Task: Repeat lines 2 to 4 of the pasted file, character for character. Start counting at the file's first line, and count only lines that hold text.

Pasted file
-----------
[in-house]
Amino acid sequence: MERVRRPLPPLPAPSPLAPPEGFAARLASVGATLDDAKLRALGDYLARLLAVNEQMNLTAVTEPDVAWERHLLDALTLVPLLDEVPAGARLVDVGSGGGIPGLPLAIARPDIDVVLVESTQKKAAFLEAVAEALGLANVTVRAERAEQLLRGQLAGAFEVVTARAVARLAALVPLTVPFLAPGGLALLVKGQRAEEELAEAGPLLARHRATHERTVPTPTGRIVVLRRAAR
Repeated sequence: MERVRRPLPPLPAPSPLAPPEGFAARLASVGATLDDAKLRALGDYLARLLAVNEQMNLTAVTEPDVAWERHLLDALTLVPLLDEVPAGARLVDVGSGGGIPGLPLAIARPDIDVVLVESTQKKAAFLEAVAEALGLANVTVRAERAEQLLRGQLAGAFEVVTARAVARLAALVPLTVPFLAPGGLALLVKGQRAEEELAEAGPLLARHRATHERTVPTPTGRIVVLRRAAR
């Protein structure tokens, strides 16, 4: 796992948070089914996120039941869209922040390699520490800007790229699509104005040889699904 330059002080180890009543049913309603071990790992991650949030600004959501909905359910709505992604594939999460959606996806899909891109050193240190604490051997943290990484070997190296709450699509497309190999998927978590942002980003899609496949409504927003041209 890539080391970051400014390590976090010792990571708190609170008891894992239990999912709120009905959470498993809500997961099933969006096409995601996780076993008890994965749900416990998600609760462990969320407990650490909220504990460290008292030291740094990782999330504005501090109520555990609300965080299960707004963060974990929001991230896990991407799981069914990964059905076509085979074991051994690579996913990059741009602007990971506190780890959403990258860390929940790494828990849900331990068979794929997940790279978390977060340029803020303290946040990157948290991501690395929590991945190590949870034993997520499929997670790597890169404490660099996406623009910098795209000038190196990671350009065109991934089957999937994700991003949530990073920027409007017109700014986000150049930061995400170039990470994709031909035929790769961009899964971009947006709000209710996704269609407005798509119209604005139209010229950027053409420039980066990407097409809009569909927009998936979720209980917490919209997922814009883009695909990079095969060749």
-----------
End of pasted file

Amino acid sequence: MERVRRPLPPLPAPSPLAPPEGFAARLASVGATLDDAKLRALGDYLARLLAVNEQMNLTAVTEPDVAWERHLLDALTLVPLLDEVPAGARLVDVGSGGGIPGLPLAIARPDIDVVLVESTQKKAAFLEAVAEALGLANVTVRAERAEQLLRGQLAGAFEVVTARAVARLAALVPLTVPFLAPGGLALLVKGQRAEEELAEAGPLLARHRATHERTVPTPTGRIVVLRRAAR
Repeated sequence: MERVRRPLPPLPAPSPLAPPEGFAARLASVGATLDDAKLRALGDYLARLLAVNEQMNLTAVTEPDVAWERHLLDALTLVPLLDEVPAGARLVDVGSGGGIPGLPLAIARPDIDVVLVESTQKKAAFLEAVAEALGLANVTVRAERAEQLLRGQLAGAFEVVTARAVARLAALVPLTVPFLAPGGLALLVKGQRAEEELAEAGPLLARHRATHERTVPTPTGRIVVLRRAAR
């Protein structure tokens, strides 16, 4: 796992948070089914996120039941869209922040390699520490800007790229699509104005040889699904 330059002080180890009543049913309603071990790992991650949030600004959501909905359910709505992604594939999460959606996806899909891109050193240190604490051997943290990484070997190296709450699509497309190999998927978590942002980003899609496949409504927003041209 890539080391970051400014390590976090010792990571708190609170008891894992239990999912709120009905959470498993809500997961099933969006096409995601996780076993008890994965749900416990998600609760462990969320407990650490909220504990460290008292030291740094990782999330504005501090109520555990609300965080299960707004963060974990929001991230896990991407799981069914990964059905076509085979074991051994690579996913990059741009602007990971506190780890959403990258860390929940790494828990849900331990068979794929997940790279978390977060340029803020303290946040990157948290991501690395929590991945190590949870034993997520499929997670790597890169404490660099996406623009910098795209000038190196990671350009065109991934089957999937994700991003949530990073920027409007017109700014986000150049930061995400170039990470994709031909035929790769961009899964971009947006709000209710996704269609407005798509119209604005139209010229950027053409420039980066990407097409809009569909927009998936979720209980917490919209997922814009883009695909990079095969060749």